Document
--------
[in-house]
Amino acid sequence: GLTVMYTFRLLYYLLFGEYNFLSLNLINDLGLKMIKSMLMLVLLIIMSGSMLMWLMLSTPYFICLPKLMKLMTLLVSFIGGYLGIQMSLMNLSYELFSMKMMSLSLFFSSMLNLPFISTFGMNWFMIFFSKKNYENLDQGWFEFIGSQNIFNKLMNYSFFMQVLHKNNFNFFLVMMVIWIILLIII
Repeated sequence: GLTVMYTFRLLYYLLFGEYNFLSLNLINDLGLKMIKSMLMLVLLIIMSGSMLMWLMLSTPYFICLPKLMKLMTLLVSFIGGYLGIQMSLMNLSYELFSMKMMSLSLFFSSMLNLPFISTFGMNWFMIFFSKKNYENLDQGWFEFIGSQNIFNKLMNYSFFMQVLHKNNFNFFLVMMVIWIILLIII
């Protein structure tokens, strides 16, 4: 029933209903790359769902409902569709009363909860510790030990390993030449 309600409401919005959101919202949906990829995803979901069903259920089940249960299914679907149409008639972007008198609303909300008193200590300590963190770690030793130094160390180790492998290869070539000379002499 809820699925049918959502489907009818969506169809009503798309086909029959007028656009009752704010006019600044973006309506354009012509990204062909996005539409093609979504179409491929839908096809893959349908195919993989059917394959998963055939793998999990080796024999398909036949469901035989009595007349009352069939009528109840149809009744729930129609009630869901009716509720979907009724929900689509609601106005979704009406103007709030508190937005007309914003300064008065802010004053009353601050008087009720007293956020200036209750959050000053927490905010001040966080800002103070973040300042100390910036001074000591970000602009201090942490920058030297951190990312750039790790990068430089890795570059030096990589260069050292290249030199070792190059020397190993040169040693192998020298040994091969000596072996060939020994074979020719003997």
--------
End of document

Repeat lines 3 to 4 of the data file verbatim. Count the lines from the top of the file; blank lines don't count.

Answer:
Repeated sequence: GLTVMYTFRLLYYLLFGEYNFLSLNLINDLGLKMIKSMLMLVLLIIMSGSMLMWLMLSTPYFICLPKLMKLMTLLVSFIGGYLGIQMSLMNLSYELFSMKMMSLSLFFSSMLNLPFISTFGMNWFMIFFSKKNYENLDQGWFEFIGSQNIFNKLMNYSFFMQVLHKNNFNFFLVMMVIWIILLIII
């Protein structure tokens, strides 16, 4: 029933209903790359769902409902569709009363909860510790030990390993030449 309600409401919005959101919202949906990829995803979901069903259920089940249960299914679907149409008639972007008198609303909300008193200590300590963190770690030793130094160390180790492998290869070539000379002499 809820699925049918959502489907009818969506169809009503798309086909029959007028656009009752704010006019600044973006309506354009012509990204062909996005539409093609979504179409491929839908096809893959349908195919993989059917394959998963055939793998999990080796024999398909036949469901035989009595007349009352069939009528109840149809009744729930129609009630869901009716509720979907009724929900689509609601106005979704009406103007709030508190937005007309914003300064008065802010004053009353601050008087009720007293956020200036209750959050000053927490905010001040966080800002103070973040300042100390910036001074000591970000602009201090942490920058030297951190990312750039790790990068430089890795570059030096990589260069050292290249030199070792190059020397190993040169040693192998020298040994091969000596072996060939020994074979020719003997």